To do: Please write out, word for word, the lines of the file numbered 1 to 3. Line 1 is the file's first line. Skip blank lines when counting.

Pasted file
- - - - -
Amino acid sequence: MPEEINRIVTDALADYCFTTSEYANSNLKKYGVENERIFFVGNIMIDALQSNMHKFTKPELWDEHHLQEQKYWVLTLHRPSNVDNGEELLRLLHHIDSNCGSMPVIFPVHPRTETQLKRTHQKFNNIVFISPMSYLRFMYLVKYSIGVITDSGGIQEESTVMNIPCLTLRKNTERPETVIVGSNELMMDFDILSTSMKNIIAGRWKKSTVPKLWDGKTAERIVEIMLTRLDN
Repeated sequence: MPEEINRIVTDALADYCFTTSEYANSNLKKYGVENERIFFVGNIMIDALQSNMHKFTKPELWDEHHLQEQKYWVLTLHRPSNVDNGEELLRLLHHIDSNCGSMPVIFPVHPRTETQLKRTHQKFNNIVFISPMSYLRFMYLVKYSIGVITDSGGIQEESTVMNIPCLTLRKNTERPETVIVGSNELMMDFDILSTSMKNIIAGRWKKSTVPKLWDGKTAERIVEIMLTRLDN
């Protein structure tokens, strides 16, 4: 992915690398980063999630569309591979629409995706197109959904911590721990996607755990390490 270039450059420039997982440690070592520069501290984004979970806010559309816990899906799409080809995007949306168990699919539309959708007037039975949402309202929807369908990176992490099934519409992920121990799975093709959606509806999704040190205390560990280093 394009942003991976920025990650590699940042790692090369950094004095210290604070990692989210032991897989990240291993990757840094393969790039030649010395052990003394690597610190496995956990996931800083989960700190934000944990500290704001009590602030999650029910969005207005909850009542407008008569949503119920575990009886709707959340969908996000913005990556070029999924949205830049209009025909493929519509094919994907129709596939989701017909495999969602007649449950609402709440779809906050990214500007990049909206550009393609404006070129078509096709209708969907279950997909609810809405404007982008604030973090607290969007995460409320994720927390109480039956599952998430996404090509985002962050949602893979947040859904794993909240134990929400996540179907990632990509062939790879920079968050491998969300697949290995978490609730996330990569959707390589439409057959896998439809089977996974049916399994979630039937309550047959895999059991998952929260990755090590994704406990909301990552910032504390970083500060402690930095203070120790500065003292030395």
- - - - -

Amino acid sequence: MPEEINRIVTDALADYCFTTSEYANSNLKKYGVENERIFFVGNIMIDALQSNMHKFTKPELWDEHHLQEQKYWVLTLHRPSNVDNGEELLRLLHHIDSNCGSMPVIFPVHPRTETQLKRTHQKFNNIVFISPMSYLRFMYLVKYSIGVITDSGGIQEESTVMNIPCLTLRKNTERPETVIVGSNELMMDFDILSTSMKNIIAGRWKKSTVPKLWDGKTAERIVEIMLTRLDN
Repeated sequence: MPEEINRIVTDALADYCFTTSEYANSNLKKYGVENERIFFVGNIMIDALQSNMHKFTKPELWDEHHLQEQKYWVLTLHRPSNVDNGEELLRLLHHIDSNCGSMPVIFPVHPRTETQLKRTHQKFNNIVFISPMSYLRFMYLVKYSIGVITDSGGIQEESTVMNIPCLTLRKNTERPETVIVGSNELMMDFDILSTSMKNIIAGRWKKSTVPKLWDGKTAERIVEIMLTRLDN
């Protein structure tokens, strides 16, 4: 992915690398980063999630569309591979629409995706197109959904911590721990996607755990390490 270039450059420039997982440690070592520069501290984004979970806010559309816990899906799409080809995007949306168990699919539309959708007037039975949402309202929807369908990176992490099934519409992920121990799975093709959606509806999704040190205390560990280093 394009942003991976920025990650590699940042790692090369950094004095210290604070990692989210032991897989990240291993990757840094393969790039030649010395052990003394690597610190496995956990996931800083989960700190934000944990500290704001009590602030999650029910969005207005909850009542407008008569949503119920575990009886709707959340969908996000913005990556070029999924949205830049209009025909493929519509094919994907129709596939989701017909495999969602007649449950609402709440779809906050990214500007990049909206550009393609404006070129078509096709209708969907279950997909609810809405404007982008604030973090607290969007995460409320994720927390109480039956599952998430996404090509985002962050949602893979947040859904794993909240134990929400996540179907990632990509062939790879920079968050491998969300697949290995978490609730996330990569959707390589439409057959896998439809089977996974049916399994979630039937309550047959895999059991998952929260990755090590994704406990909301990552910032504390970083500060402690930095203070120790500065003292030395």